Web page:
The cost of supplies -- thread, needles and stuffing -- is covered by donations. Members of local churches, schools and even a sorority have donated money and time to the project.
While looking for a community service project for her students to get involved with, Barb Gray, a teacher from Matawan-Aberdeen Middle School in Cliffwood, N.J., came across Armstrong's blog. She volunteered her students to sew and stuff pillows.
"She's not military. She doesn't know anybody in the Army, which I think is really neat," said Armstrong, who said she is "awed" by the number of people who want to help with her project, yet they have no military connection.
"A majority of the volunteers have no military connection at all," she added. "These folks here jump up to volunteer."
Armstrong holds a sew-in every two weeks, and the group usually sews and stuffs up to 300 pillows.
"This is probably the most rewarding project I've ever been involved in," she explained, noting she gets "tickled" when she receives thank-you notes from Soldiers.
Armstrong has learned that an involved project comes with a price, though -- a price that she cannot always pay.
Too often, Armstrong has been low on funds and afraid she won't have enough money to continue sending pillows. She has transferred her own money into the Operation PFP account on various occasions, and sometimes anonymous donors deposit money into the account. One person donated $1,000 into the Operation PFP account.
There have been days when she frets over not having enough money to ship boxes, and on the same day, a friend or school group will present her with a check.
"I don't worry about the money anymore," Armstrong said. "I don't even have to blog about it -- it just kind of happens."
Despite potential low funds, Armstrong said she will continue to send pillows to 10th Mountain Soldiers, even though her son recently moved on from the division. She said she shows her support for the military -- not for herself or her son -- but for the Families.
"(The first year) I threw everything I had into pillow making," Armstrong explained. "Every time I read that a 10th Mountain Soldier had been killed in Afghanistan, I wrote his parents a letter. It was the worst year of my life.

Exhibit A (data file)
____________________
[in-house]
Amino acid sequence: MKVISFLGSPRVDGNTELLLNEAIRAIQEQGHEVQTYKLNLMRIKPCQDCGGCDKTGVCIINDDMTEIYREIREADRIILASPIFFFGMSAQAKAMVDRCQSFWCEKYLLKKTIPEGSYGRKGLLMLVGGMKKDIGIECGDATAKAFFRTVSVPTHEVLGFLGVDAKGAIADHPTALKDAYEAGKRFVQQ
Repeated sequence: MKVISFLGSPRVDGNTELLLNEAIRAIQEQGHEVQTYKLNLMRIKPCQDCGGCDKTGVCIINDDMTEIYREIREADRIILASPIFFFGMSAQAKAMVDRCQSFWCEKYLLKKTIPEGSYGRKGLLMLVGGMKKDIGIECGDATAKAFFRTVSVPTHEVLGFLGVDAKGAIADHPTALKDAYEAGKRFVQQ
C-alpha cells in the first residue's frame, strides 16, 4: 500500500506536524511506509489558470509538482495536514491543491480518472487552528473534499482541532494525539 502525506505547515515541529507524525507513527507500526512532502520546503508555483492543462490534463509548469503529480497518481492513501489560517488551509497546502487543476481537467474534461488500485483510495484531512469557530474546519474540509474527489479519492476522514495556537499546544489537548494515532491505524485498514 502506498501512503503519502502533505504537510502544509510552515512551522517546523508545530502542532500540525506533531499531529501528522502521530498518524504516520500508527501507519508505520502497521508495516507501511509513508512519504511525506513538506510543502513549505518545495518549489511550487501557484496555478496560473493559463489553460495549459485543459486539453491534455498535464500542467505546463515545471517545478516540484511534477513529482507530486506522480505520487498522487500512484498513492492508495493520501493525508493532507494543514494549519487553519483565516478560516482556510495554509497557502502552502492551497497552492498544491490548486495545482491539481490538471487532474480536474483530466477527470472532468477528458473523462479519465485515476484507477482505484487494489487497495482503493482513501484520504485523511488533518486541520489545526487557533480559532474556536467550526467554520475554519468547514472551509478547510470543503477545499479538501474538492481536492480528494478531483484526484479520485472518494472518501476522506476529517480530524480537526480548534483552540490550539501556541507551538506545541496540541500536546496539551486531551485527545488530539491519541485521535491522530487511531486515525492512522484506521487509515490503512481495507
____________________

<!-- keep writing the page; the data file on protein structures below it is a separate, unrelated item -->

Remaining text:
"I still can see the faces of the six kids that didn't come home with Nick," she continued. "I can't even begin to imagine what those six mothers have gone through. Just because my son came home doesn't mean we can stop supporting the troops."
Although she prefers to send pillows to 10th Mountain Soldiers, she said she would never turn down a request from other service members -- that even includes Marines.
"I know how Marines feel about the Army … no Marine wants to be caught dead with something that has to do with the Army," she said.
However, parents sometimes send their Marine an ACU pattern pocket field pillow.
"One Marine kept his (pillow), and now, all of a sudden, his platoon wants them. They don't care what they look like," she said.
She will send several boxes of the Army pattern pillows to a group of Marines, joking that she might just "throw a couple pink ones in there."
In addition to sending pillows to deployed service members, Armstrong has sent several dozen pillows to places like Landstuhl Regional Medical Center in Germany; Walter Reed Army Medical Center, Washington, D.C.; and Brooke Army Medical Center, Texas.
Only once has Armstrong met someone who had actually seen a pillow being used by a Soldier. While speaking at a Military Officers of America luncheon, a retired Army colonel told her that as he was welcoming troops home at the tarmac, he met a Soldier who was sporting a pillow on his rucksack.
"Anyone who benefits from a man or woman in uniform -- we owe them everything and anything," Armstrong said. "I would never want my children to feel anything less than gratitude and thanks to everyone who has ever worn a uniform in the United States."
For more information, visit Operation PFP's blog, justforbabygifts.wordpress.com, or email Armstrong at email@example.com.